Gillnet fishing trials at a number of sites off the east coast of Tasmania have been undertaken to collect samples of the banded morwong, which are characterised based on size, age, maturity stage and sex structure. Otoliths are sectioned for age determination. The dataset comprises a major component of work carried out from the beginning of 2001 and available historic data (1995 to 2000) have also been uploaded into this database to provide a complete dataset. See attached reports for further information.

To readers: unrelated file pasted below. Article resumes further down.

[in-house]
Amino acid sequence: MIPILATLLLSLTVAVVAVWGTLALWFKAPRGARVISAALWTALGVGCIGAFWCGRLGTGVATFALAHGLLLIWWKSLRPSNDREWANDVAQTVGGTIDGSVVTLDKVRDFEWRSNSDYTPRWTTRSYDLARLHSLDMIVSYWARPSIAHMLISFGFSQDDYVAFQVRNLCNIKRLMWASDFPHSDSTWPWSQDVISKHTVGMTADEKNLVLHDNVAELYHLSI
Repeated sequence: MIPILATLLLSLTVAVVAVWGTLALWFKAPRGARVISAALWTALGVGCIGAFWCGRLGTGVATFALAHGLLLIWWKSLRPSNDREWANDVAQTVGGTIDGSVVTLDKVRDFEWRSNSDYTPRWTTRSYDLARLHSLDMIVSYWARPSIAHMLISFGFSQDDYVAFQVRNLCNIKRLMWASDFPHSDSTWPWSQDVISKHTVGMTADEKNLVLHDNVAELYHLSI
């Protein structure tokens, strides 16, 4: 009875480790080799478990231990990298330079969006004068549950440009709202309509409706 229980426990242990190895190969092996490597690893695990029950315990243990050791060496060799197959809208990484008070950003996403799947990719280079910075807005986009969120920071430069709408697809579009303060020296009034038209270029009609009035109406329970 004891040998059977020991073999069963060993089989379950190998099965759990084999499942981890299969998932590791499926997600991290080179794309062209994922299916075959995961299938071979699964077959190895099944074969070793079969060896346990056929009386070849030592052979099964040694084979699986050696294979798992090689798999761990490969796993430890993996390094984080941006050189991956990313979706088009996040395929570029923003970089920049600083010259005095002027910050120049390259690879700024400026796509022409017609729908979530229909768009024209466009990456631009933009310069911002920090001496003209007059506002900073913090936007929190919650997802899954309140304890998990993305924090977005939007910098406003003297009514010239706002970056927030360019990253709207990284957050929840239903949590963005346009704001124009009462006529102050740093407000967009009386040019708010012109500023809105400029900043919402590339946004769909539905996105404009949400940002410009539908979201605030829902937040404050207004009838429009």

Metadata record for data from ASAC Project 2301 See the link below for public details on this project. ---- Public Summary from Project ---- This study develops and combines the latest molecular and electronics technology into a comprehensive investigation of diet and food-web relationships of Southern Ocean predators (whales, seals, penguins) and commercial marine resources (krill, fish, squid). This type of information is essential for ecosystem models that set sustainable catch limits for fisheries. From the abstract of the referenced paper: We describe seven group-specific primer pairs that amplify small sections of ribosomal RNA genes suitable for identification of animal groups of major importance as prey items in marine ecosystems. These primer sets allow the isolation of DNA from the target animal groups from mixed pools of DNA, where DNA-based identification using universal primers is unlikely to succeed. The primers are designed for identifying prey and animal diets, but could be used in any situation where these animal groups are to be identified by their DNA. Progress report from the 2006/2007 Season: Overall objective This new multi-year initiative project within the AMLR program aims to develop and combine the latest molecular and electronics technology to facilitate a comprehensive investigation of appropriately scaled and strategically located trophodynamics of Southern Ocean higher marine predators and commercial marine living resources. The objectives and early experimental design are largely responsive to needs determined by the Australian Antarctic Division's core-function obligations to CCAMLR, as well as other international organisations, the most relevant of which are the International Whaling Commission (IWC) and Southern Ocean Global Ocean Ecology Dynamics (SO-GLOBEC). Traditionally studies of diet of higher predators have often relied upon the use of a single, uncalibrated, methodology, and samples are usually collected in a manner that precludes stratification by age and sex class. Such studies are often subordinate experiments to a larger overall project. In contrast, the power of this new initiative project will be its focus on calibration across a suite of established and novel molecular and macroscopic techniques, feeding trials in controlled situations, direct linkage of samples to age and sex classes, and a detailed knowledge of the foraging behaviour of a sub-set of sampled animals. The parallel development and incorporation of electronic tools to measure predator foraging ecology further strengthens this work. In order to achieve the aims of this study a multi-disciplinary, widely collaborative and multi-streamed program has been developed. Methodological development underpins the potential power of this project to delivery its objectives. The detailed design-phase of incorporating these new approaches into an experimental framework will follow this developmental phase. In order to best represent the sub-objectives of each phase of this study, the work has been divided into the following core components: * Experimental Design (phase 1: methodological development) * Development of DNA-based molecular techniques to measure prey harvesting * Validation trials of molecular techniques * Modelling/analysis to develop a matrix of methodologies to best predict prey composition in predator diet * Development of electronic equipment to measure prey harvesting * Validation trials of electronic equipment * Experimental Design (phase 2: ecological experiments) * Integrated, question driven, field experiments Some components of this work will run contemporaneously (eg. development of molecular and electronic tools). This project has now been completed. The novel DNA based methods for studying animal diet have been researched thoroughly in controlled conditions and demonstrated to be useful and an advance on existing methods. The DNA based dietary methods have also been successfully applied to studying the diet of Blue whales, Fin whales, Antarctic fur seals, Macaroni penguins, Antarctic krill and bottlenose dolphins.